From Start to Finish

Dear Students Who Are Required to Write—

So. I was searching around this blog, looking for something worthwhile and new to say to help each and every one of you who need to crank out a paper that will, hopefully, get you a good grade. Everything here’s been indispensable . . . so far (I could easily stop that train cold right here). And, you know, I had this whole, sentimental thing typed up about how a music professor changed my life and taught me how to trust myself (true), and, then, we both lived forever in each other’s hearts because of music (weird).

I had it all ready to go, and then I thought: what am I doing, man? Who am I? I might as well start a Taylor Swift cover band; because, while that little essay wouldn’t’ve been untrue to my beautiful soul, nobody in their right mind would want to hear that. So, I decided to put that one back on the shelf, and, related, I sold my guitar and threw my special notebook into the river.

That brings me back to searching. And, just when I thought I’d never find it, something great happened: I realized that I was trying to write this thing. And I was (poorly) brainstorming. What’re you supposed to do when you’ve got three days to write a Formalist analysis of a T. S. Eliot poem? I have a couple suggestions:

Take a walk?

Ride a bike?

Eat everything on the planet Earth?

Whatever floats your boat.

Really, just take a step back. Give yourself a quick break, and, then, think about it. You’ll probably find it helpful to go have a conversation about it with a friend or several (or folks here at the writing center). Panicking is good motivation, but you’ll really find success when you can begin to think down different avenues or see it from other perspectives. Then, you need to get words on the page (a lot of them), and that’s the biggest hurdle for any writer writing anything forever and ever amen. So, forget your hang-ups. Just start writing something. Free-write if you need to. It really doesn’t matter. See where your brain takes you. Now, I’m sure you’ve heard: “writing is re-writing.”

So, when you’re all done, you’re totally not done. Be prepared to, if necessary, pull up a new, blank document (even if you didn’t just completely ramble out this paper) and write it all over again. I, oftentimes, start several new documents at various stages of the writing process so I can rewrite and restructure what’s there (which is usually a very scattered, very rough draft). For every ten pages I get down, I’ve usually written about 20 more that’re gone forever or assimilated in. There’re either plenty of things that can be condensed (because I’ve already said it once before in an essay or creative work, and it doesn’t need repeating) or conflated. Or moved around. Or a lot of things. Be aware, too, that reading your paper out loud, like a few of our other posts say, is almost always invaluable (in fact, a fellow tutor is reading this aloud right now, against my will, and it helps—no matter how much I want to choke him). I’ll catch more grammatical mistakes or confusing sentences that way than any other. The more I’ve reread this, the more I’ve almost restructured it entirely based on my continuing assessment of it.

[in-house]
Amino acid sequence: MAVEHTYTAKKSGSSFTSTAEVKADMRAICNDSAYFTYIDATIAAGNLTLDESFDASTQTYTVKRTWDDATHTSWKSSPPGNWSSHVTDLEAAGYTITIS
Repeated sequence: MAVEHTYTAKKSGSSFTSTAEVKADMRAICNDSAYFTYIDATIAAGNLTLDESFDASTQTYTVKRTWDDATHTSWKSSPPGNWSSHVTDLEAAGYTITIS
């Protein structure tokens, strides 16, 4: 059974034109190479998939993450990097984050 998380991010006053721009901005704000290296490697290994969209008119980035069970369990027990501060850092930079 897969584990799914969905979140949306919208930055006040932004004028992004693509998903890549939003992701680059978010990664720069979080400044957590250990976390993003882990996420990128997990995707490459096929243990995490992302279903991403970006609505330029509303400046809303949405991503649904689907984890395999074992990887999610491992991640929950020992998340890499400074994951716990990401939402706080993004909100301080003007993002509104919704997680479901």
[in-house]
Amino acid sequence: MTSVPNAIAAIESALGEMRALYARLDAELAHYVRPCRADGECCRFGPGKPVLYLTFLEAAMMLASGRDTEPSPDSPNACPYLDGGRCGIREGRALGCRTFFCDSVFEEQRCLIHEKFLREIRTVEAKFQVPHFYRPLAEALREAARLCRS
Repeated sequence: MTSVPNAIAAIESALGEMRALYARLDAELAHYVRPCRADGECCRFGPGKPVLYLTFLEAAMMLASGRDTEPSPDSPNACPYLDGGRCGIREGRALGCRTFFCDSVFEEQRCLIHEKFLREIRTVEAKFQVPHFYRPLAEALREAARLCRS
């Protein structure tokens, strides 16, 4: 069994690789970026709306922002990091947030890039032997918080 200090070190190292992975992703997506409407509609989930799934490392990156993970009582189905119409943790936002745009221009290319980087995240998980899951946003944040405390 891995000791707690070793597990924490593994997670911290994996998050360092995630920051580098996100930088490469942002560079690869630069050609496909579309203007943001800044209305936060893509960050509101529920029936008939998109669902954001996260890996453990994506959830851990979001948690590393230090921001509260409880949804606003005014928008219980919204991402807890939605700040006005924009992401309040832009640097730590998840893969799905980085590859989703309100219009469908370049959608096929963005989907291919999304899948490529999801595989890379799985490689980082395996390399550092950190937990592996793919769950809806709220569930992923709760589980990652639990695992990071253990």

And, remember, Microsoft Word is not always your friend. It will think a perfectly grammatical sentence is un-grammatical or vice versa. I can’t tell you how often it’s told me to use “its” instead of “it’s.” It underlined “it’s [it is] bar-none” in this blog, and I am super not wrong in that usage. It also wanted to make “whatever floats your boat” a question. Why, God? Am I asking somebody that the very intangible concept of “whatever” is what’s floating their boat? Did I reply to someone, clarifying, because I thought they might’ve said “goat?” Is this a strictly nautical question?

When it comes to spelling, Word’s bar-none; you can’t find a human alive who can beat it. But, sometimes, it’ll spell for you, perfectly, the way-wrong-est-word-to-use-ever in a particular sentence. That’s something that, sometimes, only you can fix. Misuse of a word happens to everyone, and, sometimes, we’re genuinely but incorrectly sure of a meaning, and we’ll need someone else to point it out. But, if you’ve ever not been sure of what a word means, you may’ve found yourself wondering: “How can I find out? Is there a place where I can go to see them all—like a word-zoo?” I probably (hopefully) don’t need to answer that. The point is, when in doubt, you can probably take the time to find out (and I’m sure many of you do). My point: don’t trust Word; ultimately, its main problem, for everything good that it is, is that it’s not a person with a human-brain like you and me. Your voice and your mind-in-critical-mode will usually help you structure and polish your work if you just keep at it until you’re satisfied.

Speaking—you’re in college, and I want you to make work that, in some way, makes you proud. Find something that satisfies you in everything you do. Is there a way you can take this topic and make it fun for you? Whenever possible, have passion in your life and your writing. You don’t always have to like the assignment to enjoy doing it. I (sometimes) like to challenge myself in some way, even if I don’t need to. I wanted to do my analysis of an Eliot prose-poem, as subtly and cleverly as I could, in the style of—wait for it—a prose-poem. Did it work out that way? Nope. Not at all. But it got words on the page, and I didn’t mind doing it so much.

So, to reiterate: clear your mind; talk to a friend (or yourself); forget your hang-ups and start throwing words onto the paper; revise, revise, revise; use your brain; have passion; and, finally, come and see us—we love to help you.

—Jackson

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